Why are all the women involved in the Harvey Weinstein allegations only speaking out now? That question has been asked repeatedly – including on this blog – since the accusations against the film mogul first emerged. Why now? Ross Clark suggested on Coffee House yesterday that women who had achieved what some of the actresses and UN goodwill ambassadors had managed should be brave enough to speak out about someone who appears to have been a serial predator over many years – but that they failed to do so because their allegations date back to when they were ‘on the make’.
It’s a fair point, isn’t it? But isn’t it just a little odd that a slightly different species of fair point tends to appear whenever any sort of woman complains about abuse and assault? There’s the ‘fair point’ about a woman wearing certain clothes and drinking a certain amount, ending up in a certain place with a certain man. There’s the ‘fair point’ about the woman who went home to the husband who abused her night after night, year after year when she could have just left him. There’s the ‘fair point’ about the woman who took a few years even to tell one person that she was raped when she should have gone straight to the police so they could collect the necessary medical evidence.
So many fair points to make about how a woman didn’t quite get it right. Sure, sexual predators are the ones who choose to do the wrong thing, the ones who should stop and who should feel the full force of the law. But if only the women had complained in the right way and at the right time. Then others wouldn’t have fallen prey to monsters too.
Another fair point is that other women should speak out about the abuse they’ve heard about in their industry, even if they haven’t witnessed it first hand. Unless women at the top of their tree speak out, what hope is there for the vulnerable women trying to work their way up?
The problem with these fair points is that even when they acknowledge that a man has done a bad thing to a woman, they involve the woman being blamed for the circumstances she found herself in, or what she did afterwards. They don’t take account of the possibility that wearing certain clothes or being in a hotel room where people start to melt away one by one doesn’t actually constitute consent. They don’t take account of the fact that sexual assault and abuse are weapons that men use to gain power over their victims. They are about control, and that control remains firmly in place once the visible offence is over. A victim of abuse will believe the fair points that suggest that if only she’d protested a bit louder, spoken out at the right time, or not gone back home to the man who told her she was nothing without him, then this would have been real abuse, rather than the sort of abuse that someone sort of brought on themselves one way or another.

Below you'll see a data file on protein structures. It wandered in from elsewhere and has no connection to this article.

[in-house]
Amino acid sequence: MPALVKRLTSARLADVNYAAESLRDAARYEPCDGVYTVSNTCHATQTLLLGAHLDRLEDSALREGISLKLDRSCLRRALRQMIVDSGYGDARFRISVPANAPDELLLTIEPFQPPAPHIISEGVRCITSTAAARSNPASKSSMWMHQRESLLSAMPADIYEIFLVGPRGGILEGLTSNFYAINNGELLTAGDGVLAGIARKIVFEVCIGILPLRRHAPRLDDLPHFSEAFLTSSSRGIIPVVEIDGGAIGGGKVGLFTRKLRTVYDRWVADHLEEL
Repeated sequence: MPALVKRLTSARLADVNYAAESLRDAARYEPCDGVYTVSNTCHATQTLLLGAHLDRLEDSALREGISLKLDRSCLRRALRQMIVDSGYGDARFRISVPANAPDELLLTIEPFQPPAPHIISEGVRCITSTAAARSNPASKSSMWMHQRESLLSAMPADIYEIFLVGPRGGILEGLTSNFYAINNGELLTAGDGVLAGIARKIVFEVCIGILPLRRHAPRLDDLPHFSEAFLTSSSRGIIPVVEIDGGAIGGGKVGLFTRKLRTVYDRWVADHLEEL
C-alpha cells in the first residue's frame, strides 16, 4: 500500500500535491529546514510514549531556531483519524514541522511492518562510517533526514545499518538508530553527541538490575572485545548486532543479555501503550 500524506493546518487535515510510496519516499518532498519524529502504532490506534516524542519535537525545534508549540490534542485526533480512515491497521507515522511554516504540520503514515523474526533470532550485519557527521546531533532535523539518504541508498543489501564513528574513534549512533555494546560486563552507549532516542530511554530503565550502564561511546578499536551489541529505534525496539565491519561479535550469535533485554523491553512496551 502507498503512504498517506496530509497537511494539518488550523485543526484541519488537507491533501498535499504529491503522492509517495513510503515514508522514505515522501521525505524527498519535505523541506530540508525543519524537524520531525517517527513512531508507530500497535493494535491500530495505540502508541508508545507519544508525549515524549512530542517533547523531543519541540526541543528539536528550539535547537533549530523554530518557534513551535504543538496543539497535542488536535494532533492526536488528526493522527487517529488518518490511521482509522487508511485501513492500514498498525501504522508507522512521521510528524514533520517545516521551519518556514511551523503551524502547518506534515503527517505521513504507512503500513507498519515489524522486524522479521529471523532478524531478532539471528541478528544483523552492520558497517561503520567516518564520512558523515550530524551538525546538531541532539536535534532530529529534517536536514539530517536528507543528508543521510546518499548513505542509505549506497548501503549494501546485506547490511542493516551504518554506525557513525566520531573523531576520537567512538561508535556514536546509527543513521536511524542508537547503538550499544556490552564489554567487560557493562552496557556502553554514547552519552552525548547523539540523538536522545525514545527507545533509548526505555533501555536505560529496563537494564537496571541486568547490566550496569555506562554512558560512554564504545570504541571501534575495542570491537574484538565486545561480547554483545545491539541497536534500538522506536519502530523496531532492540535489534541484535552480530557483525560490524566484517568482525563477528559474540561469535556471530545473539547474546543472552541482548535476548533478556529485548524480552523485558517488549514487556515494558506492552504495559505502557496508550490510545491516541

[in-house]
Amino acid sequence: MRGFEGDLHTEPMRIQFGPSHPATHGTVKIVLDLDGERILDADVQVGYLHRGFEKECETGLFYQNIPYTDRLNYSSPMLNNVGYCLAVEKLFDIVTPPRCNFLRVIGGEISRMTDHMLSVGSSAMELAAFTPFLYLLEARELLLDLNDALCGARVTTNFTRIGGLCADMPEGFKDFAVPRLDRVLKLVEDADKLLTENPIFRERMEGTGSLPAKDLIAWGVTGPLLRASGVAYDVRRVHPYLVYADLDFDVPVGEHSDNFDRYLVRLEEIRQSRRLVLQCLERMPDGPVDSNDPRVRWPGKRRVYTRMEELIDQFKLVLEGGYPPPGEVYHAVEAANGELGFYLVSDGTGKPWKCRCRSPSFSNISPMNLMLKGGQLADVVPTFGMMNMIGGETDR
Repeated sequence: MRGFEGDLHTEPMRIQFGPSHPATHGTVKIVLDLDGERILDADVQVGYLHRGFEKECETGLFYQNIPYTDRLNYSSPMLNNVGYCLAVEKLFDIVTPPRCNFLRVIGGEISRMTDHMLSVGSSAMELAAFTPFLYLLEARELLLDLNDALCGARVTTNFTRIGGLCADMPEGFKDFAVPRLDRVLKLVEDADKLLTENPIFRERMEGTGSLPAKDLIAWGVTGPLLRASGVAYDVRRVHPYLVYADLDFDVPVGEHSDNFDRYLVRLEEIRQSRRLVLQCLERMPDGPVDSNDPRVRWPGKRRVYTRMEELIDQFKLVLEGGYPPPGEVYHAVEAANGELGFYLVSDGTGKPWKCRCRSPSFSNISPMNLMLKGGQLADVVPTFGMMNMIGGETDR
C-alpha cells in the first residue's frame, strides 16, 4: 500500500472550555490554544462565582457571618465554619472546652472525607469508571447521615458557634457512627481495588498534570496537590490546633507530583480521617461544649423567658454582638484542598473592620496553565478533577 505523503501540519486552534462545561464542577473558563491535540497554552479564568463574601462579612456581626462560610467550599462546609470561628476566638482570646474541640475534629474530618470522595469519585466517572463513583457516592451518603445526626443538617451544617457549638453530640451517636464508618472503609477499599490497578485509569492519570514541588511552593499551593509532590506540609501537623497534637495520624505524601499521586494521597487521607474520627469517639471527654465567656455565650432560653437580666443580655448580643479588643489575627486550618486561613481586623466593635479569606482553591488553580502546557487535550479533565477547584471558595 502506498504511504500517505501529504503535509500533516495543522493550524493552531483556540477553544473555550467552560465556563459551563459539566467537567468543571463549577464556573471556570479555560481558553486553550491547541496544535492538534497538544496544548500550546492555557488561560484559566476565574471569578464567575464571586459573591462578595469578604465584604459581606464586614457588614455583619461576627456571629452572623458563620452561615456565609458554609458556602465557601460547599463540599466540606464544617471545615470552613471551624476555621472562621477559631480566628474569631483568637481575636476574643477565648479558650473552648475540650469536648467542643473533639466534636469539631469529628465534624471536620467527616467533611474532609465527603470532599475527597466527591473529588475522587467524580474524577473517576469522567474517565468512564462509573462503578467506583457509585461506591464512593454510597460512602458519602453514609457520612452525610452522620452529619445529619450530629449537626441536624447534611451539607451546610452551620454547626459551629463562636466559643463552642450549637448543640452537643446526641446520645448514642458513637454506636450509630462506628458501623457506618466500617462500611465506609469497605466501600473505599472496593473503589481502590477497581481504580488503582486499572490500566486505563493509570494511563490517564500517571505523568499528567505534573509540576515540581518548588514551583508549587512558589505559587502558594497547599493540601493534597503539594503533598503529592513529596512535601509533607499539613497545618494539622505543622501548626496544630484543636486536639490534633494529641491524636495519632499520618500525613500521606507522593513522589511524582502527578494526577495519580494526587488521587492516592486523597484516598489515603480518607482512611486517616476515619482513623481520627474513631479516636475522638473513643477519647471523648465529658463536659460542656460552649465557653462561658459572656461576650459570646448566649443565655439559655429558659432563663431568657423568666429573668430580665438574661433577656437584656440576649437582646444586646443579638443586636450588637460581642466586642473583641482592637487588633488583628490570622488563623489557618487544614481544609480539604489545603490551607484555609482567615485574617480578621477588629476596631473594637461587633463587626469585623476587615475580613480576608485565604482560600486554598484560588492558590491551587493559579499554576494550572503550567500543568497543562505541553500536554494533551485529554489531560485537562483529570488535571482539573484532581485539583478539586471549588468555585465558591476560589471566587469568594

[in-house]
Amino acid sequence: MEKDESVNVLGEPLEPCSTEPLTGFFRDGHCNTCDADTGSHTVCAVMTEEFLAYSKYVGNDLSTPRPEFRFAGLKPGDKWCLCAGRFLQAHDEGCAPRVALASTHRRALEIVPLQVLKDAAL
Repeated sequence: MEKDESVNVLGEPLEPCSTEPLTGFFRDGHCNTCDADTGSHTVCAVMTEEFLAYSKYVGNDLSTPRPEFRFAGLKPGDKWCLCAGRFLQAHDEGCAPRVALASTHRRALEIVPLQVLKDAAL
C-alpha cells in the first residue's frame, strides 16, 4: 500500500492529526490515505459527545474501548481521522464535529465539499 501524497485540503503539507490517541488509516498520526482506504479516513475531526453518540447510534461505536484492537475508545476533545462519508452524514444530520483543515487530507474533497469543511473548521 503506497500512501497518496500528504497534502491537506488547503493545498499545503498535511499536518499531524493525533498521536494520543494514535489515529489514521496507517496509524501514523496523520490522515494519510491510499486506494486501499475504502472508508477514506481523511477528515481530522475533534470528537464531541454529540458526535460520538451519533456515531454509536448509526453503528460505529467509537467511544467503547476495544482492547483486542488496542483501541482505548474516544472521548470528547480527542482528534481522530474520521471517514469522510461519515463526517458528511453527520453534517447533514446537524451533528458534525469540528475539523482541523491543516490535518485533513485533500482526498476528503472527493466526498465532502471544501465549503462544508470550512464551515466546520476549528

Joanna Williams claims today on Coffee House that the #metoo trend where women post on social media that they too have been victims of sexual harassment of one kind or another is ‘an unedifying clamour to be included in celebrity suffering’. Perhaps, but then again perhaps it would be better if the rest of us didn’t join the unedifying clamour to sneer at other people. Sneering makes us feel better about ourselves temporarily, but it doesn’t really contribute much to the advancement of humanity, does it? It certainly isn’t what someone who had been assaulted would look for in the friend they finally turn to. And it certainly doesn’t help us understand one another better and learn to live alongside each other.
Over the past year, I’ve been doing some fundraising and work with domestic abuse charities. Two things shocked me. The first was that most of the survivors of abuse – whether domestic violence or sexual assault – that I met hadn’t gone to the police about what happened to them because they were terrified that they just wouldn’t be believed or that someone would confirm their own deep fear that the abuse was actually their fault after all (it never is). These weren’t just obviously ‘vulnerable’ women: they were the ‘brave’ sort that Ross seems to imagine should have no trouble with reporting what happened. They were lawyers, businesswomen, doctors.
The other was that I didn’t need to go out to meet survivors, because they started appearing in my inbox. They were my friends: women I had known for years, messaging me to tell me that they had seen I was working with Refuge and could they tell me about what their boyfriend, or husband, or relative had done to them? I had previously thought that sexual assault and domestic violence weren’t all that widespread, but I realised that it’s not just in Hollywood that there seems to be a suspicious number of victims hiding in the woodwork. There are a suspicious number of victims in all spheres: it’s just that they don’t tend to speak out until they have confidence that they will be believed.
I have realised that the most suspicious thing about our society is not that women wait to report abuse, but that we have ended up so cold and lacking in empathy that they fear doing so. Surely society can be brave enough to face up to its failings, rather than sneering at the people who end up being victims?